Any written document must be interpreted if it is to be understood. The United States of America has nine highly skilled individuals whose daily task is to interpret the Constitution. They compose the Supreme Court of the land. To interpret the Bible is a far more solemn task than to interpret the U.S. Constitution. It requires great care and diligence.
The Bible itself is its own Supreme Court. The chief rule of biblical interpretation is “sacred Scripture is its own interpreter.” This principle means that the Bible is to be interpreted by the Bible. What is obscure in one part of Scripture may be made clear in another. To interpret Scripture by Scripture means that we must not set one passage of Scripture against another passage. Each text must be understood not only in light of its immediate context but also in light of the context of the whole of Scripture.
In addition, properly understood, the only legitimate and valid method of interpreting the Bible is the method of literal interpretation. Yet there is much confusion about the idea of literal interpretation. Literal interpretation, strictly speaking, means that we are to interpret the Bible as it is written. A noun is treated as a noun and a verb as a verb. It means that all the forms that are used in the writing of the Bible are to be interpreted according to the normal rules governing those forms. Poetry is to be treated as poetry. Historical accounts are to be treated as history. Parables as parables, hyperbole as hyperbole, and so on.
In this regard, the Bible is to be interpreted according to the rules that govern the interpretation of any book. In some ways the Bible is unlike any other book ever written. However, in terms of its interpretation, it is to be treated as any other book.
The Bible is not to be interpreted according to our own desires and prejudices. We must seek to understand what it actually says and guard against forcing our own views upon it. It is the sport of heretics to seek support from Scripture for false doctrines that have no basis in the text. Satan himself quoted Scripture in an illegitimate way in an effort to seduce Christ to sin (Matthew 4:1-11).
The basic message of the Bible is simple enough and clear enough for a child to understand. Yet the meat of Scripture requires careful attention and study to understand it properly. Some matters treated by the Bible are so complex and profound that they keep the finest scholars perennially engaged in an effort to sort them out.
There are a few principles of interpretation that are basic for all sound study of the Bible. They include the following: (1) Narratives should be interpreted in light of “teaching” passages. For example, the story of Abraham offering Isaac on Mount Moriah might suggest that God didn’t know that Abraham had true faith. But the didactic portions of Scripture make it clear that God is omniscient. (2) The implicit must always be interpreted in light of the explicit; never the other way around. That is, if a particular text seems to imply something, we should not accept the implication as correct if it goes against something explicitly stated elsewhere in Scripture. (3) The laws of logic govern biblical interpretation. If, for example, we know that all cats have tails, we cannot then deduce that some cats do not have tails. If it is true that some cats do not have tails, then it cannot also be true that all cats have tails. This is not a matter merely of technical laws of inference; it is a matter of common sense. Yet the vast majority of erroneous interpretations of the Bible are caused by illegitimate deductions from the Scripture.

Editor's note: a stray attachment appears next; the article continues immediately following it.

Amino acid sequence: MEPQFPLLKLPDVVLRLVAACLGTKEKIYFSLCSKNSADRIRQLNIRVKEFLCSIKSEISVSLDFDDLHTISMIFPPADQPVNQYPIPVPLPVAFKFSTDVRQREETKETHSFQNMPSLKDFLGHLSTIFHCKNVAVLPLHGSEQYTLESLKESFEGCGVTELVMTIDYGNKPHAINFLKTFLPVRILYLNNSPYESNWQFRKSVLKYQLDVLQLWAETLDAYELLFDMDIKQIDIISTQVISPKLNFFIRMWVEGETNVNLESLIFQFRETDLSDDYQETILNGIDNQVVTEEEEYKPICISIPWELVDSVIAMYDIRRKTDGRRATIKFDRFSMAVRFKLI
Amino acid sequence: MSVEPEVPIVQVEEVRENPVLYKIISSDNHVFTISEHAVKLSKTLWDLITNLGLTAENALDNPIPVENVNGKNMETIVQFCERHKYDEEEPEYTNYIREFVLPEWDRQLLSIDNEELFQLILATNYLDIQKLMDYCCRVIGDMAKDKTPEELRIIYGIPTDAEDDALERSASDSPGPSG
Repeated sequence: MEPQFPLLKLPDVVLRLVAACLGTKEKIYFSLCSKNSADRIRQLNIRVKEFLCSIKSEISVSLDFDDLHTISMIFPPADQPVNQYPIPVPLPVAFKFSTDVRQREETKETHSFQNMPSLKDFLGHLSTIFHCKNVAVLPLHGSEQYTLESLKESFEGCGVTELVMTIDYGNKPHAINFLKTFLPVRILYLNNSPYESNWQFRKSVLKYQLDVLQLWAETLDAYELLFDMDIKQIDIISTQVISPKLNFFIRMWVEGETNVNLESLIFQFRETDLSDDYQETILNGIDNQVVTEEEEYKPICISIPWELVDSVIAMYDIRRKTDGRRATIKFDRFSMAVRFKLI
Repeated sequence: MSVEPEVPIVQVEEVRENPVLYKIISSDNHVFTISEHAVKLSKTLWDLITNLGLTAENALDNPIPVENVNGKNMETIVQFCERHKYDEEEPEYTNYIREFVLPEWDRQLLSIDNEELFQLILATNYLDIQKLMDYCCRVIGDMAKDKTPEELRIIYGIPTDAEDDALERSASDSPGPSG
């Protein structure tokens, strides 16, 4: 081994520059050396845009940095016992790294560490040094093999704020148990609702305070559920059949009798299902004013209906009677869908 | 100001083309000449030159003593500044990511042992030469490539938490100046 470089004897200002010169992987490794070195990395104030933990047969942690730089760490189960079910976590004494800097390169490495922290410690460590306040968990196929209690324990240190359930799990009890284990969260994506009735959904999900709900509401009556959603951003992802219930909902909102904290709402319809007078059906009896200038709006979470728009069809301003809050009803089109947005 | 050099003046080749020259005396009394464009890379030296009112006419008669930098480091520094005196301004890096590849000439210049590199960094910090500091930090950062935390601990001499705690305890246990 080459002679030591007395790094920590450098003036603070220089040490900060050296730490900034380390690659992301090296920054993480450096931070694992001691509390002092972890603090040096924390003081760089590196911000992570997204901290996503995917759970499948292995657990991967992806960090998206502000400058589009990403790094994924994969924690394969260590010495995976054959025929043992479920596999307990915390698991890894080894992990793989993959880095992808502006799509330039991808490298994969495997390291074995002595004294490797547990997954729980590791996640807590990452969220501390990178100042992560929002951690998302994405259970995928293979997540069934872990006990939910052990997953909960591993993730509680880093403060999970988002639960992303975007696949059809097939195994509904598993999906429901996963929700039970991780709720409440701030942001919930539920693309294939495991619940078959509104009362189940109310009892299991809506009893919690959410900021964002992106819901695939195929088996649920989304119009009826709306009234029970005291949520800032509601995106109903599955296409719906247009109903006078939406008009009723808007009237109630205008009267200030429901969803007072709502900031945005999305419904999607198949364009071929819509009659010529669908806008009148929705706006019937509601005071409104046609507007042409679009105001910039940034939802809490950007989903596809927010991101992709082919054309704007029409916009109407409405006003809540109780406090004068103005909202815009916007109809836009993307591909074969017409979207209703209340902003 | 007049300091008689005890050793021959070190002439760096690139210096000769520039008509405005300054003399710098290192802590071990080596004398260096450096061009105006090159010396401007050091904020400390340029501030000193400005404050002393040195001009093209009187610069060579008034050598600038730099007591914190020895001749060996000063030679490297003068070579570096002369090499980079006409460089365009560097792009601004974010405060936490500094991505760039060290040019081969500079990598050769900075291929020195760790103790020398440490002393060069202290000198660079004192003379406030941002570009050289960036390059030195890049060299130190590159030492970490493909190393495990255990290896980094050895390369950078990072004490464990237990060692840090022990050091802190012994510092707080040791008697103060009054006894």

- The Bible is its own interpreter.
- We must interpret the Bible literally—as it is written.
- The Bible is to be interpreted like any other book.
- Obscure parts of the Bible are to be interpreted by the clearer parts.
- The implicit is to be interpreted in light of the explicit.
- The rules of logic govern what can reasonably be drawn or deduced from Scripture.
The Essential Truths of the Christian Faith devotional is excerpted from Essential Truths of the Christian Faith Copyright © 1992 by R. C. Sproul. All rights reserved.
Note: R.C. Sproul was not only an X Mass celebrant but an ecumenicalist. In his article here he says: ” The implicit must always be interpreted in light of the explicit; never the other way around. That is, if a particular text seems to imply something, we should not accept the implication as correct if it goes against something explicitly stated elsewhere in Scripture.” For those who imply that God is pleased with pagan/papist “holy” days, rites and traditions, citing Christian liberty for their reason, have forgotten God’s explicit warning not to learn the ways of the heathen to practice such in worship to Him. Also, one would have to make the apostles in agreement with “christianizing” paganism.